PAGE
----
Pharmacists Gain Ground on Provider Status in North Dakota

Pharmacists in North Dakota came closer to attaining provider status when state Gov. Jack Dalrymple recently signed 4 laws recognizing pharmacists as providers.

Pharmacists in North Dakota came closer to attaining provider status when state Gov. Jack Dalrymple recently signed 4 laws recognizing pharmacists as providers.

North Dakota Pharmacists Association (NDPhA) executive vice president Michael Schwab told Pharmacy Times he was pleasantly surprised at how receptive and supportive the legislators were, since NDPhA fought hard to include provider status language in the bills.

“Having these bills pass helps promote pharmacists being an active member of health care teams and opens additional doors allowing pharmacists to expand their scope of practice,” Schwab told Pharmacy Times in an exclusive interview.

North Dakota’s collaborative practice act has recognized pharmacists as health care providers, but one of the recent bills, S. 2173, allows for an expansion of pharmacists’ roles. The law now permits pharmacists to enter into collaborative practice agreements with physicians—including pharmacists practicing outside of institutional settings, which is new. The bill also allows pharmacists to initiate and modify drug therapy.

Another bill Gov. Dalrymple signed was S. 2320, which created a medication therapy management (MTM) program for Medicaid-eligible patients in the medical and hospital benefits coverage group. The bill specifically names pharmacists as providers who may provide MTM services in person or via telephone and are entitled to reimbursement. This act will go into effect January, 1, 2016.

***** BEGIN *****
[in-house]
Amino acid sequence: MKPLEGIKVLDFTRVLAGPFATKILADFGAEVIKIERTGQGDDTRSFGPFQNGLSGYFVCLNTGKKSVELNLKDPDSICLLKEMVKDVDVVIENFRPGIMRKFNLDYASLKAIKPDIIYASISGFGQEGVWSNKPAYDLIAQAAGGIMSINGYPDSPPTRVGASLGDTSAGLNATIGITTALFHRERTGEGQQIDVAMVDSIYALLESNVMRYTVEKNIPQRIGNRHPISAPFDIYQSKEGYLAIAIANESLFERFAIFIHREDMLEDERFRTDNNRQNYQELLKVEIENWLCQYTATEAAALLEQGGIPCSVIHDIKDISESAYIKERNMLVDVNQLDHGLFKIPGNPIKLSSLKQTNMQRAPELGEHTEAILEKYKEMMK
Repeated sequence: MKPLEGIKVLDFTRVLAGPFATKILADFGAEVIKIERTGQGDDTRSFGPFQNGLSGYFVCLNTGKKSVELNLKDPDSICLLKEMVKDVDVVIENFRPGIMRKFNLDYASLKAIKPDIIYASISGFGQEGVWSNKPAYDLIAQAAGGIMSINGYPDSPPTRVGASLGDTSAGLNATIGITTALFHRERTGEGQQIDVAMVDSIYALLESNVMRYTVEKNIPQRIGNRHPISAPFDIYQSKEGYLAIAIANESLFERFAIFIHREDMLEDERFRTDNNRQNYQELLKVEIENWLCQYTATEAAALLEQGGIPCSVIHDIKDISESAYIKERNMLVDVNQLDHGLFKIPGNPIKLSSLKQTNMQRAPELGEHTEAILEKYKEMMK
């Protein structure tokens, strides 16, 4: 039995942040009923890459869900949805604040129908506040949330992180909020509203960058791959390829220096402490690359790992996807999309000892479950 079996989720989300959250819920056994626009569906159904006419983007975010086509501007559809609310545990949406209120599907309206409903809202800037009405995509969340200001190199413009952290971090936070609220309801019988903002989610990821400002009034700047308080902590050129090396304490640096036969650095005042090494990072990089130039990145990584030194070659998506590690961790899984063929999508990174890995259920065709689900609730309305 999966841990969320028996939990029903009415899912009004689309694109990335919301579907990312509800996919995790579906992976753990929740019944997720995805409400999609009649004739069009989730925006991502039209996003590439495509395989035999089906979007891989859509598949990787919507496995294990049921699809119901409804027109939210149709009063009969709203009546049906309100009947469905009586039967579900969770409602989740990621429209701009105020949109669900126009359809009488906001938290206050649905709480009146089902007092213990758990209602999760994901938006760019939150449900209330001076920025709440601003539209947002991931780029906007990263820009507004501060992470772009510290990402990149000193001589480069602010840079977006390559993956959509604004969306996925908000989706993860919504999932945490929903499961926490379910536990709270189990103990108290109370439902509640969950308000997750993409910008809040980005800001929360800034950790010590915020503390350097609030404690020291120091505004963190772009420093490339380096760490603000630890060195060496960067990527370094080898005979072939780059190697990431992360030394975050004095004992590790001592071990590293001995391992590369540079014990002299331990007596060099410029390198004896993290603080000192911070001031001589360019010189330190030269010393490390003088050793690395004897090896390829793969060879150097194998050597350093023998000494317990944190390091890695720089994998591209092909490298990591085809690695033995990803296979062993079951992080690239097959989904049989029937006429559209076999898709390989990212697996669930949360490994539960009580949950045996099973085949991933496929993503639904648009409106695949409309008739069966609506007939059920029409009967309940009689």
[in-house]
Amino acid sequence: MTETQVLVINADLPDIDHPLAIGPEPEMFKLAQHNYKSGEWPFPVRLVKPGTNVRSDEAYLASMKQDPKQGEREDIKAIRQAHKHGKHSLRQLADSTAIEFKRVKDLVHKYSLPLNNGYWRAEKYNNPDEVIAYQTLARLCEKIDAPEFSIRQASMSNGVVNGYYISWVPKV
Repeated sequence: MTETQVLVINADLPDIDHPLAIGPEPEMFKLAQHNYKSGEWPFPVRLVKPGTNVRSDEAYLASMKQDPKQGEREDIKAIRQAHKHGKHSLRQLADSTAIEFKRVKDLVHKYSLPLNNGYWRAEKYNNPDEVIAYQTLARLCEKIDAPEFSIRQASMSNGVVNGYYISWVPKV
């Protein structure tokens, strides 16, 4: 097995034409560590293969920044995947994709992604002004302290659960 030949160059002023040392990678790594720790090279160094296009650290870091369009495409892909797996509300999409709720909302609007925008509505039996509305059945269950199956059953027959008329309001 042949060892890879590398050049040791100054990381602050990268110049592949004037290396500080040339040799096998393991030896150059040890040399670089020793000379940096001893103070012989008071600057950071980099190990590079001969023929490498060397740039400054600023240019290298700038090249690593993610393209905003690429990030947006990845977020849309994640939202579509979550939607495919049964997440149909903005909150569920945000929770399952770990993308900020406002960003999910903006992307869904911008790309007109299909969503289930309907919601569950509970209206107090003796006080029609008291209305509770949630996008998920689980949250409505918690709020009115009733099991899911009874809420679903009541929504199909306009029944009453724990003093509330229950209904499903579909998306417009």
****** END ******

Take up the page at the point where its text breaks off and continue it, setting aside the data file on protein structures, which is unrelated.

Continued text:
In addition, S. 2104 deems pharmacists as health care professionals, alongside physicians, physician assistants, and advanced practice registered nurses, while H.R. 1102, which deals with work-related injuries, also includes pharmacists as health care providers in its language.

A new subsection of S. 2104 also grants pharmacists’ limited prescriptive authority to distribute naloxone rescue kits to treat an opioid overdose.

Schwab noted NDPhA was especially influential in drafting S. 2104. In June 2013, NDPhA helped create the Reducing Pharmaceutical Narcotics Task Force, of which Schwab is the co-chair. The objective of the task force was to create awareness about prescription drug abuse, with a focus on education, monitoring, enforcement, and disposal.

The attorney general’s office, provider regulatory boards, and law enforcement were just a few of the 25 entities involved in the project. According to Schwab, this task force played a big role in drafting S. 2104.

Prior to the bills’ passage, NDPhA members met with various stakeholders to share the pharmacist’s point of view and air out any differences.

“If we agreed to disagree, they all knew where we stood and what we were trying to accomplish,” Schwab told Pharmacy Times. “This helped us move through the legislative process because we knew were all the interested parties stood regarding our issues. This not only helped us strategize, but helped prevent confrontation during hearings.”

Schwab praised NDPhA members who took the time out of their schedules to advocate for their profession and educate their local legislators. They were active in attending hearings, calling their legislators, and sending emails.

“Being active in one’s profession cannot be stressed enough,” Schwab said. “We continue to push, ‘be active, get involved, make your voice heard.’ Decisions are made by those who show up and actively participate. As the saying goes, there are costs and risks associated with action, but they are far less than the costs and risks associated with comfortable inaction.”

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